Bruce Hornsby and 10 Other Famous University of Miami's Frost School of Music Alumni

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The University of Miami's Frost School of Music is a hotbed of talent. Case in point, Bruce Hornsby (though not the Range) graduated from the program in 1977. 

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We all know Hornsby for his hit "The Way It Is," a moving statement about the state of American race relations, which landed him a 1987 Grammy for Best New Artist. But after that, Hornsby continued to make his presence known, tampering with his template and expanding his parameters by working with everyone from Elton John to Bela Fleck. The reason why Hornsby draws such hurrahs has a lot to do with his remarkable diversity. He's managed to cross several stylistic boundaries, from the early rural ballads to the populist platform he ascended by joining the Grateful Dead for two years. 

Today, on Hornsby's birthday, we celebrate his career and those of other graduates of the UM's Frost School of Music. 

10. Pat Metheny 

Known for his efforts at merging elements of progressive and contemporary jazz, post-bop and Latin jazz, this fuzzy-haired guitarist can claim three Gold Records and no less than 19 Grammy Awards. Considered one of the most influential fusion guitarists of the past 30 years, he's managed to break down the barriers between jazz and rock, while appealing to audiences of both.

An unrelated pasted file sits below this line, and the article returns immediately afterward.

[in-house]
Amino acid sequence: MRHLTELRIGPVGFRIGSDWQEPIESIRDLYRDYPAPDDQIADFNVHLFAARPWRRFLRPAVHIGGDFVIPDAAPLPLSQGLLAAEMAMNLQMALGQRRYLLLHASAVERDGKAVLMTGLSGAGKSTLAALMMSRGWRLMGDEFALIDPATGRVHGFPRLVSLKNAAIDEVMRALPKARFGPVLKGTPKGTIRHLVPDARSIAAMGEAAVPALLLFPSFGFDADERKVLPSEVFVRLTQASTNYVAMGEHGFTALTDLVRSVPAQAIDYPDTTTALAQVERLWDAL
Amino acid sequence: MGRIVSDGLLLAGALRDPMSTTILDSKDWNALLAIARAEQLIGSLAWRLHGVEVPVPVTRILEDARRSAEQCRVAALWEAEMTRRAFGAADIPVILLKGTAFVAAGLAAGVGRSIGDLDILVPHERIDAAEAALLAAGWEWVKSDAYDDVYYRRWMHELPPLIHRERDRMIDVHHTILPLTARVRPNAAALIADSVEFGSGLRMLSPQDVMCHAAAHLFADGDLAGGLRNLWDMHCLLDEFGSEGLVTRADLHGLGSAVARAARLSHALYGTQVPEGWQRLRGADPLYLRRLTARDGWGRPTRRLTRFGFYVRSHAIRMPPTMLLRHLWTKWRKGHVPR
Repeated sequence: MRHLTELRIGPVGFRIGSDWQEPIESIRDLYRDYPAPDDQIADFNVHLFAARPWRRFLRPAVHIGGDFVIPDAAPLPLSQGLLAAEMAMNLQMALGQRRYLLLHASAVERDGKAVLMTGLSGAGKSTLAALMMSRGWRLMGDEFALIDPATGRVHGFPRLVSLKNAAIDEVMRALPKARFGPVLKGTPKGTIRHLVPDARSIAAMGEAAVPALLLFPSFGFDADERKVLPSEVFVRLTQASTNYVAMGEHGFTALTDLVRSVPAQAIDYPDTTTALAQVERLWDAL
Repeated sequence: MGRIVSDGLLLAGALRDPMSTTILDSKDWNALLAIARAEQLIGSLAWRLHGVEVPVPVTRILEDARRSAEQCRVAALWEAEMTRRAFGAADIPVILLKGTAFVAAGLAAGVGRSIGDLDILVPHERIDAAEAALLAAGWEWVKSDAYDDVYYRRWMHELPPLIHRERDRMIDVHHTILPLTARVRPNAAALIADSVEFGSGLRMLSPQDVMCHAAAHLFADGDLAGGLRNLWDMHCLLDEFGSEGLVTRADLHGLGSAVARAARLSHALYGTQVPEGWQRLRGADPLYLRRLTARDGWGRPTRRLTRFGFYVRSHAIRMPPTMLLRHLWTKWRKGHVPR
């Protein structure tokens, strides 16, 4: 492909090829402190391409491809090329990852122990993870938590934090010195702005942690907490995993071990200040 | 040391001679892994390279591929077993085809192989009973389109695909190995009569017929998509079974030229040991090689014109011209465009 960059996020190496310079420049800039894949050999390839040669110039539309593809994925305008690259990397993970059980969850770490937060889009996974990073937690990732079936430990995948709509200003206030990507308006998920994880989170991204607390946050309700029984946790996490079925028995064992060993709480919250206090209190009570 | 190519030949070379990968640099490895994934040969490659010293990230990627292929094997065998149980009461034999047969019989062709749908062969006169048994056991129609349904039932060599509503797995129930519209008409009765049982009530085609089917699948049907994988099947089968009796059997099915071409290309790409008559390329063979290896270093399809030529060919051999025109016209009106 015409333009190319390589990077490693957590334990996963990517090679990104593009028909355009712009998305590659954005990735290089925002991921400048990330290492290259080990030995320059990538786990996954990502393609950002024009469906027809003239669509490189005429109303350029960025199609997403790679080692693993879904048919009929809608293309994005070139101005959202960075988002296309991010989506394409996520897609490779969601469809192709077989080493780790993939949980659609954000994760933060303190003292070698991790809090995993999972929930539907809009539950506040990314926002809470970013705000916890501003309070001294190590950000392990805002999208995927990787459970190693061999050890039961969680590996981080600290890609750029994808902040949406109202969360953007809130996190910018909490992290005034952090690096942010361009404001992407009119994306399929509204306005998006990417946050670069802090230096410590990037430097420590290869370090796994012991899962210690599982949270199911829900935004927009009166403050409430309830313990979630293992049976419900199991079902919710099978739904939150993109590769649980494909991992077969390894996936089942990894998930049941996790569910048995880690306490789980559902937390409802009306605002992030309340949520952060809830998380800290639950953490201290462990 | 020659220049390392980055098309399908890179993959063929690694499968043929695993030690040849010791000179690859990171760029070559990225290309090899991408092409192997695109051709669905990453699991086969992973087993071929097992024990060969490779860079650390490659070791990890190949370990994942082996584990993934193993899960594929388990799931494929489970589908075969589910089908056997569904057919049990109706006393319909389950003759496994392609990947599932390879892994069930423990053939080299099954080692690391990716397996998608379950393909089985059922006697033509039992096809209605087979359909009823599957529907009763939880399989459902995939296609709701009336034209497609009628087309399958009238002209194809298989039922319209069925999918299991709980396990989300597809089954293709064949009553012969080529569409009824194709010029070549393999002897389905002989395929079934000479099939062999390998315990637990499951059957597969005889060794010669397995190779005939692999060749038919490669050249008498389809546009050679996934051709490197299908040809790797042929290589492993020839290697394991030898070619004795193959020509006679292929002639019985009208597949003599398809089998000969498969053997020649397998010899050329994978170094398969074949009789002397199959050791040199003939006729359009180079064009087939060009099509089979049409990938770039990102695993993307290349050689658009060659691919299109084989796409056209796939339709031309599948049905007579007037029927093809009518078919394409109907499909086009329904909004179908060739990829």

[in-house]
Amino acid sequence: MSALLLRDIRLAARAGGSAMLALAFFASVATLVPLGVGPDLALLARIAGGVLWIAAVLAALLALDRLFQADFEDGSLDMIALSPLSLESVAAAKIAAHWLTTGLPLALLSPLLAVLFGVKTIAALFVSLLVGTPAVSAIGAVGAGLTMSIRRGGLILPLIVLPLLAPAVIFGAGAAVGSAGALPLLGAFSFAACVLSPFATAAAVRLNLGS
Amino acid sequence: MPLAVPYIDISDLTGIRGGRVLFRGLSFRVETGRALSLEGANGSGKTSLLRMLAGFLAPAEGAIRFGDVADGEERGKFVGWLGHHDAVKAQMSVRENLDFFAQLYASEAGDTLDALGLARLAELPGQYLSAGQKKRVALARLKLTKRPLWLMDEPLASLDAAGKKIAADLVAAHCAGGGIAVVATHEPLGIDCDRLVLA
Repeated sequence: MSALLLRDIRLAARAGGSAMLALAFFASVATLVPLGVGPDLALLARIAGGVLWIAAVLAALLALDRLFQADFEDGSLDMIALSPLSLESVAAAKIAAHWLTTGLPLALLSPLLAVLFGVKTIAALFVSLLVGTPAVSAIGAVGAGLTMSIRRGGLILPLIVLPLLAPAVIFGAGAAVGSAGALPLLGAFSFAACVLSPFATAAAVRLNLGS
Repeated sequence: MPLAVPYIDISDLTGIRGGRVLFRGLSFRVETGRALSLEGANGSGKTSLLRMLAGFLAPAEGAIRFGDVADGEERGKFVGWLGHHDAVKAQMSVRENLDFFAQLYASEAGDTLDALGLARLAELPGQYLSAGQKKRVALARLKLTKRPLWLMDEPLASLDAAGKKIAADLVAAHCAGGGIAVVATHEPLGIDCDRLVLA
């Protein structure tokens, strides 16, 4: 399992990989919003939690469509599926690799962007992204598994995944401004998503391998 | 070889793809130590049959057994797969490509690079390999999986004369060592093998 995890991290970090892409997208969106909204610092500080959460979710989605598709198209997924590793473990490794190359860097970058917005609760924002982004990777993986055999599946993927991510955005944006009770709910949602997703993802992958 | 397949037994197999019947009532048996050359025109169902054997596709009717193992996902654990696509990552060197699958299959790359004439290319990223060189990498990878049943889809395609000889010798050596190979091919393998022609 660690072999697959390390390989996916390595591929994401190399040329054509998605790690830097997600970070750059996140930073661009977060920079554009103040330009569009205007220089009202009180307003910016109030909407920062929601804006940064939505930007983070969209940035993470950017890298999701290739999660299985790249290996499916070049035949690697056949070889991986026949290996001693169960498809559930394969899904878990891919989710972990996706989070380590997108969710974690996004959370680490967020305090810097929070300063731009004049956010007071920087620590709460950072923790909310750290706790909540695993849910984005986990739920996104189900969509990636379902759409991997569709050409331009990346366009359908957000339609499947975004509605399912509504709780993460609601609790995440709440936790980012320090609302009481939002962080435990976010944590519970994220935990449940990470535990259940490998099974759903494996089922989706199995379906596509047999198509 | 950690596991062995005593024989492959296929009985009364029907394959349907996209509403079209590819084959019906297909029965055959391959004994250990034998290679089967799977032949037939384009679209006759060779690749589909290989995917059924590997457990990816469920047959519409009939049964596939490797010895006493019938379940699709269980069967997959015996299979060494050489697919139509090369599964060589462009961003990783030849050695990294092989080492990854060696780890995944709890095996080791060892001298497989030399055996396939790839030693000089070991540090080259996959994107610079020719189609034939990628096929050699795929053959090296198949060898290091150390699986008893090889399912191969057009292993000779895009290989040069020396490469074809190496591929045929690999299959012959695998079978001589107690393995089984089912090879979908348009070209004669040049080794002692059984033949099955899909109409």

Metheny attended UM only briefly in 1972, but notably, bassist Mark Egan and drummer Danny Gottleib, fellow founding members of the first essential Pat Metheny Group, were both University of Miami graduates.

9. Ed Toth 

A 1994 graduate of the Frost School of Music, Toth scored his first hit as a member of the band Vertical Horizon, which recorded the multi-platinum Everything You Want and the number one hit of the same name. He found further fame when he became one of the two drummers in the Doobies Brothers, following the death of original member Keith Knudsen in 2005.

8. Ben Folds

Folds attended the Frost School of Music on a percussion scholarship, but he ended up dropping out with one credit to go before graduating. In fact, he's fond of telling audiences what happened when he gave a jury recital that would count as his grade for the entire semester, Folds showed up with a broken hand which he received after defending his roommate from a bunch of bullies they had encountered the night before. Unfortunately, the faculty members in attendance insisted he play anyway. As a result, Folds lost his scholarship, and he was so pissed off, he threw his drum kit into Lake Osceola.


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